KLASZUS: Spencer is blunt when talking about the current council’s predicament when it comes to big capital projects.

COUNCILLOR SPENCER: We thankfully have a variety of them moving forward, but that has left us scraping the barrel on the ones that have yet to officially—particularly Green Line, get us to the point where we’re laying track. So we’re in a tough situation where arguably the most important of those large infrastructure projects is in a difficult spot.

KLASZUS: But if Councillor Spencer is losing sleep over the arena deal and its financial repercussions, Councillor Jasmine Mian definitely is not. I spoke with her at the grand opening of the BMO Centre.

COUNCILLOR JASMINE MIAN: The Saddledome was 100% funded by the taxpayer and I think people forget that. And for the first time ever, we have a private sector partner that’s putting in cash. And I think it’s easy to sort of nitpick the deal and be like—well the deal should have had this, or should have had that. But the deal happened, and I think that the deal is going to pay dividends to Calgary in the long-term.

The Saddledome, which opened in 1983, viewed from the BMO Centre expansion. Photo: Gavin John/The Sprawl

KLASZUS: Mian says this is especially so because of the province’s contribution to the arena deal. The province is kicking in $300 million for infrastructure upgrades around the new Flames arena, along with half the cost of a secondary arena that’s part of the project. And all of this should help bolster the district.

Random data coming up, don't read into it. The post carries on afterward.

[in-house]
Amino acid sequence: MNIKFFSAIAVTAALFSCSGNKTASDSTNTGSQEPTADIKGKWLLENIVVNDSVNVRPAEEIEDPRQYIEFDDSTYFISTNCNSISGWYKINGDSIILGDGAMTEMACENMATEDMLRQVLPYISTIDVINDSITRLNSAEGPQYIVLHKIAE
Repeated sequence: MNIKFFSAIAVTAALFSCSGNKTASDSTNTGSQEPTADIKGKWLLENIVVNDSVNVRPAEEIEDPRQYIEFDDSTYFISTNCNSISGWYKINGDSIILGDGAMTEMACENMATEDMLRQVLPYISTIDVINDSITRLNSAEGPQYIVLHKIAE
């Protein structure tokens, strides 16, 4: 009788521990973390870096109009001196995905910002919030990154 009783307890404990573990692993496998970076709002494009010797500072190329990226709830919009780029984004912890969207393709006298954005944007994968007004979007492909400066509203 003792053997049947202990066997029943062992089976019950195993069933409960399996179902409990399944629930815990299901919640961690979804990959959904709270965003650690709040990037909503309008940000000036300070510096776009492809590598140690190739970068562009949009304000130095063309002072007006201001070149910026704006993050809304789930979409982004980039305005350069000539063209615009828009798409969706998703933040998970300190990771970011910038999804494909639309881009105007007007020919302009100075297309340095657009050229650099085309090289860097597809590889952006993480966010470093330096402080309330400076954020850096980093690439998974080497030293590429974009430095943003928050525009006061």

As I reported in a previous Sprawlcast, Councillor Mian campaigned against the arena deal in 2021, saying “if there’s a market for a new Flames arena, the owners could build it themselves.”

COUNCILLOR MIAN: I’ll say two things. One, I think what I learned through that process is it’s actually easy to say anything you want from the outside, before you really know. So I think that that’s a learning for me, and I know we’ve got an election coming up, and we’ll see new candidates kind of have their perspective on things. And then once you get inside and you see the way things work—you might get a new perspective, right? And I certainly didn’t even think through the fact that the original arena that we had was 100% taxpayer funded. I didn’t think about it from that angle, and so that’s the first thing.

And then the second thing I would say is that this deal is so much different. The province came in—and they will receive criticism too, because people are always going to pick their favourite projects—but them coming in really allowed this to be a place. And it allowed it to be a culture and entertainment district, and not just an arena on a parcel. And they unlocked something that is not just going to be great for the Culture and Entertainment District, it’s great for Stampede.